Already considered a progressive leader in support of diversity issues, Alan Arbogast, Chairperson of the Department, was willing to demonstrate a measurable commitment to recruit and fund the three underrepresented students mentioned above. Such willingness was communicated to the progressive Chair of the Admissions Committee and Director of the Graduate Program, Ashton Shortridge. Professor Shortridge started to engage in very active recruitment to increase the number of underrepresented graduate students. Professor Shortridge co-leads the Department’s underrepresented minority recruitment initiative with Dee Jordan, a fourth-year doctoral geography student. Dee is very experienced with diversity issues. She has served on the Diversity Panel for Graduate Student Life and Wellness, Leadership Fellows, and contributes to important conversations about navigating MSU as a student of color. Dee was selected as the 2018 recipient of the MSU Excellence in Diversity Award in the Individual Emerging Progress category.
Over the past four years, geography doctoral student Dee Jordan has been actively pursuing ways to increase underrepresented minority representation within the Department. Dee reached out to me and Professor Shortridge in 2014 and expressed concerns about the lack of African American, Hispanic, and Native American students in her cohort, among graduate students within the Department as a whole, as well as in the Department’s promotional video. Dee inquired about the Department’s recruitment strategy, which was largely passive, and she suggested more active recruitment to attract diverse student applicants. Both Professor Shortridge and I were receptive to her suggestion, and Dr. Arbogast also agreed that this approach could be beneficial for the Department.
In 2017, after researching best practices in recruiting, creating inclusive climates, cultural competency and cohort effects, the Find Your Place in the World underrepresented minority scholars in geography initiative began.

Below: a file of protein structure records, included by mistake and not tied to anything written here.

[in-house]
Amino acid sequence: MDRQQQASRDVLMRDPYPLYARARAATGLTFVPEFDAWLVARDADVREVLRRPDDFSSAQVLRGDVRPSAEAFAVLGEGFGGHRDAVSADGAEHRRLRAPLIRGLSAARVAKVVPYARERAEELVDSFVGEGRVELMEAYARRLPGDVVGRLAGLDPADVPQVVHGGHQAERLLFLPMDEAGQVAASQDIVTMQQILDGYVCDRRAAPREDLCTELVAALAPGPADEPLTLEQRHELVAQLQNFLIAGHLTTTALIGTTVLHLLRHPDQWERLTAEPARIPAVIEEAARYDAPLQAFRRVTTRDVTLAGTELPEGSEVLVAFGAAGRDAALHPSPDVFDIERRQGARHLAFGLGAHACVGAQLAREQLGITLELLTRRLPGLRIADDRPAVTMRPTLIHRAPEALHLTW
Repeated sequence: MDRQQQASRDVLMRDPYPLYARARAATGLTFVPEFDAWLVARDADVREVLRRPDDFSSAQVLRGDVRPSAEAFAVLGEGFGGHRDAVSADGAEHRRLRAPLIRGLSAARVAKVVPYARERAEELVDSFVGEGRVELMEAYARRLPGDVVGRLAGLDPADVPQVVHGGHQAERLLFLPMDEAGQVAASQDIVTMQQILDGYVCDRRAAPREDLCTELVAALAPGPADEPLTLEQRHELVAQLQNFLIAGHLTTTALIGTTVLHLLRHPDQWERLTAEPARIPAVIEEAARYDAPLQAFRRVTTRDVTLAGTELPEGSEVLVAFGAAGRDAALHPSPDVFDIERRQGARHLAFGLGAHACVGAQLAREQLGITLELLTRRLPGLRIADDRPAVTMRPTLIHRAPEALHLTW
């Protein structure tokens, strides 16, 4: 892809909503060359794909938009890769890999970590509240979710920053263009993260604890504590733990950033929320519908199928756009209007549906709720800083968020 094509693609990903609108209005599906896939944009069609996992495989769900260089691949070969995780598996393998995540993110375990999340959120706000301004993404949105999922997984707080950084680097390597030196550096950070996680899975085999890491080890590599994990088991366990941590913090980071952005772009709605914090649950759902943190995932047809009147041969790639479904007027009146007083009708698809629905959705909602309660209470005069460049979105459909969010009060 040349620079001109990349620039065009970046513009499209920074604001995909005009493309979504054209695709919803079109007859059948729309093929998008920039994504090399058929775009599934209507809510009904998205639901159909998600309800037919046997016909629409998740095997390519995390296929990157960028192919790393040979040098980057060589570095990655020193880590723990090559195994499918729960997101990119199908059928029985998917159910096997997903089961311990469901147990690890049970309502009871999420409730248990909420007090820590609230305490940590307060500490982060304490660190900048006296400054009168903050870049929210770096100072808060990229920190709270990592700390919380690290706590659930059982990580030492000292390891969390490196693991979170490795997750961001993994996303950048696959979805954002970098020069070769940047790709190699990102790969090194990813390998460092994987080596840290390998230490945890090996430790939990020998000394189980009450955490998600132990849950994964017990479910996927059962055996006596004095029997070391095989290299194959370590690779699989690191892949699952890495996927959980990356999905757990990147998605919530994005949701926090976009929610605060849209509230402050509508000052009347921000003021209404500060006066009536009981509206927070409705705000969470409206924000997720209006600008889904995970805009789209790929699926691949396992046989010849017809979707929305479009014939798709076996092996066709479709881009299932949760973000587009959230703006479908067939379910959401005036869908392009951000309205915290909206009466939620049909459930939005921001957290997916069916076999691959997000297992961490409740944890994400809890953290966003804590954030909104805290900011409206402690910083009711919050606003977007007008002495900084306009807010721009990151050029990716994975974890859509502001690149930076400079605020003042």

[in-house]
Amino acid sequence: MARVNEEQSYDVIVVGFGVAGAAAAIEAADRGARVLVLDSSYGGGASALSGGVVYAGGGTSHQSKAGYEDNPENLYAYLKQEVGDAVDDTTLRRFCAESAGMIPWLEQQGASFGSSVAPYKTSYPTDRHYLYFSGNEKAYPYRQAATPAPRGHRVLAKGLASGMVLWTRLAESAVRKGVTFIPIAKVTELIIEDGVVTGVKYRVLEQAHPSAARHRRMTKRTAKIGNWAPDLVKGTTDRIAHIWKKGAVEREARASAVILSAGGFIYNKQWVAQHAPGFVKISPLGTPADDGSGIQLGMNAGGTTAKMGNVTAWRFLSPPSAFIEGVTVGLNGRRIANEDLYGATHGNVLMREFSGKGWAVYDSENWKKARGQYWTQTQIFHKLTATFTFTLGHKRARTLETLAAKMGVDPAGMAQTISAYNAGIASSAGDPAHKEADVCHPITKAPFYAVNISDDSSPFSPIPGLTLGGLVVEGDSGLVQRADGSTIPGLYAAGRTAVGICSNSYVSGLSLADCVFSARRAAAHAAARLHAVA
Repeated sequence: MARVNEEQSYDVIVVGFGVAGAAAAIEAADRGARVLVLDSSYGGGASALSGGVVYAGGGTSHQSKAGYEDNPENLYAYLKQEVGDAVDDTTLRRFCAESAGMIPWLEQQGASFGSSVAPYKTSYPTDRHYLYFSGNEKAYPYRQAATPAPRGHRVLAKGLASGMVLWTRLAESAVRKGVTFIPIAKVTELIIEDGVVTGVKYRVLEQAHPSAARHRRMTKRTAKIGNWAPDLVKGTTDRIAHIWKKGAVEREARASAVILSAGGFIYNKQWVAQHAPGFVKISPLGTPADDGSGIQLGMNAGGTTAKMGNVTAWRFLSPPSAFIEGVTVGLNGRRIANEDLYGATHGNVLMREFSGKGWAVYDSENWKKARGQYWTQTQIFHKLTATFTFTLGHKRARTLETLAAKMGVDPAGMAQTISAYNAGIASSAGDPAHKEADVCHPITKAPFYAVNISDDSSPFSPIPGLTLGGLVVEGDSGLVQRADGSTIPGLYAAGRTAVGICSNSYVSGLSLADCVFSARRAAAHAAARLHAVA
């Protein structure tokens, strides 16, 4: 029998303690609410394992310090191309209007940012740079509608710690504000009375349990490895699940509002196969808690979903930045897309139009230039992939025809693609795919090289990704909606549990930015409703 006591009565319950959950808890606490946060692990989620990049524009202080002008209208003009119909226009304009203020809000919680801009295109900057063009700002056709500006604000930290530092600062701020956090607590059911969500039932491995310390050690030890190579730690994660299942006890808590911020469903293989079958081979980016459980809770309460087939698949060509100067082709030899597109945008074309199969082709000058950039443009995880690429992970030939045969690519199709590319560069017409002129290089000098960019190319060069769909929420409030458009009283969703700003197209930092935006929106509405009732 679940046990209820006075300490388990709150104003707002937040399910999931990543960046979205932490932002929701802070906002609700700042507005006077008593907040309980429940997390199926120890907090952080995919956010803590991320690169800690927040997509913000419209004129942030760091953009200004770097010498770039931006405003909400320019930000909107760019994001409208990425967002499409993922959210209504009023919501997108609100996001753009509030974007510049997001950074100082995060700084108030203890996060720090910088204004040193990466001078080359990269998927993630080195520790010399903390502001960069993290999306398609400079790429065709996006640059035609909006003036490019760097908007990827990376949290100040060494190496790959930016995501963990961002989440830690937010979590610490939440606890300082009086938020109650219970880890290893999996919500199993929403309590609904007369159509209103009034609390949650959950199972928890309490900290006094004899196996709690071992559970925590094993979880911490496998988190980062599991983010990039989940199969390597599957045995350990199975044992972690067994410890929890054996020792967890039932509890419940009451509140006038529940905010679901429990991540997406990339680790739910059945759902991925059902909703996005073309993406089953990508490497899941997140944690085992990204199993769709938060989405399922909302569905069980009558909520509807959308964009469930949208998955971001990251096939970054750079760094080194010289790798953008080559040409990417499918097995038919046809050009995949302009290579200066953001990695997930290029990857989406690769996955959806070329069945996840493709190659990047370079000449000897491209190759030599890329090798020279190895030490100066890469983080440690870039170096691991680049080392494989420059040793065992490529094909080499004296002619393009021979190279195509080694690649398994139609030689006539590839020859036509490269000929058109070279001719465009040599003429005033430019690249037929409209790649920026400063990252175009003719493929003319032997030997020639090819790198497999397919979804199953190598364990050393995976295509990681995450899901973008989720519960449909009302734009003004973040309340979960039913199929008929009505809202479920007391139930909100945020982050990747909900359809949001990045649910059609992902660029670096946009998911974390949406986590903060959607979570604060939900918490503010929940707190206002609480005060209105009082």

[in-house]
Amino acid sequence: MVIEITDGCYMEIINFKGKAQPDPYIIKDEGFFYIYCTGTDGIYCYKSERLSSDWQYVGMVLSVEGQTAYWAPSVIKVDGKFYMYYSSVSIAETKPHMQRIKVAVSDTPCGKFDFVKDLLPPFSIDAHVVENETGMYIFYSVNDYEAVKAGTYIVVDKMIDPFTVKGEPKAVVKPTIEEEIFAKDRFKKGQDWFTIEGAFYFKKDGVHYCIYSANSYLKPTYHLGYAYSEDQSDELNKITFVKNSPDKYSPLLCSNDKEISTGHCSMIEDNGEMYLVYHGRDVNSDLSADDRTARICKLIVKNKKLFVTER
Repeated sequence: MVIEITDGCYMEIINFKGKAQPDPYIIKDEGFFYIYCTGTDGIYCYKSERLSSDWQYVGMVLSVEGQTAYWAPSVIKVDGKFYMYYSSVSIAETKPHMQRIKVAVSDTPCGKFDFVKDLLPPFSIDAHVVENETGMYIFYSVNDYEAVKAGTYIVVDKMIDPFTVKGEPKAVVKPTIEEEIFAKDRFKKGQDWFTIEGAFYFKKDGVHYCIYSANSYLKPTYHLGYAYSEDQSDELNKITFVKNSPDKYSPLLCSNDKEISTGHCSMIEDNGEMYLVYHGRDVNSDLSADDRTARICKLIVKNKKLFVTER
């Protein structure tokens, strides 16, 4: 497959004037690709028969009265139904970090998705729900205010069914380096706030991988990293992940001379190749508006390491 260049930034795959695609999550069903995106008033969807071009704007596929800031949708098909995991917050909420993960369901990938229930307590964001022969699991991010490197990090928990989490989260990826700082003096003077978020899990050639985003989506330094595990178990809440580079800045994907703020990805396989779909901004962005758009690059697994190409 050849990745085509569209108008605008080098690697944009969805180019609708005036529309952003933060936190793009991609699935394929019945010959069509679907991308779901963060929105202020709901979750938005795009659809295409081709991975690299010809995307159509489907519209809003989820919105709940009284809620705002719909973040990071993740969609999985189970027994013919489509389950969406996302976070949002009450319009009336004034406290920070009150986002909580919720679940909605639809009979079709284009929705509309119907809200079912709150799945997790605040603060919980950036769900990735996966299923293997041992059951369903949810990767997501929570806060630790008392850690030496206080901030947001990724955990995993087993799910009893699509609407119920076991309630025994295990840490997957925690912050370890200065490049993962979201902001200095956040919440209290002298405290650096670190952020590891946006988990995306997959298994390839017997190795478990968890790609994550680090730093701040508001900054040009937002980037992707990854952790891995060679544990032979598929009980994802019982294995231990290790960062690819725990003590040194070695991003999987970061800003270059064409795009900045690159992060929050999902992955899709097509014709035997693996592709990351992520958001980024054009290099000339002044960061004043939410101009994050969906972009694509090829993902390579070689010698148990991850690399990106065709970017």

This four-pronged marketing, recruitment, retention and graduate engagement strategy is a comprehensive approach to diversifying the professoriate and increasing demographic representation for students of color in the discipline.
In addition to progressive leadership at the department level, progressive leadership at the Dean’s level was also important. Dr. Rachel Croson joined the MSU College of Social Science as Dean in August 2016. She immediately engaged in the development of a strategic plan for 2017-2022. One of the values of the plan is inclusiveness. Inclusiveness is demonstrated by a culture in which all individuals are valued, respected and engaged so that diverse voices can enrich our work (College of Social Science Strategic Plan, 2017-2022, p. 2). Among the missions of the strategic plan is diversity. The plan states, “our college is open and welcoming, deriving strength from a plurality of identities and lived experiences. We will build a more diverse and inclusive environment to fulfill our mission” (p. 5).
The Department of Geography, Environment and Spatial Sciences has taken action to assist the College in achieving this mission and insuring that the Department will continue to be a pipeline for underrepresented graduate students to not only be admitted but also funded.
— Joe T. Darden
Professor of Geography
Department of Geography, Environment and Spatial Sciences, Michigan State University, and AAG Fellow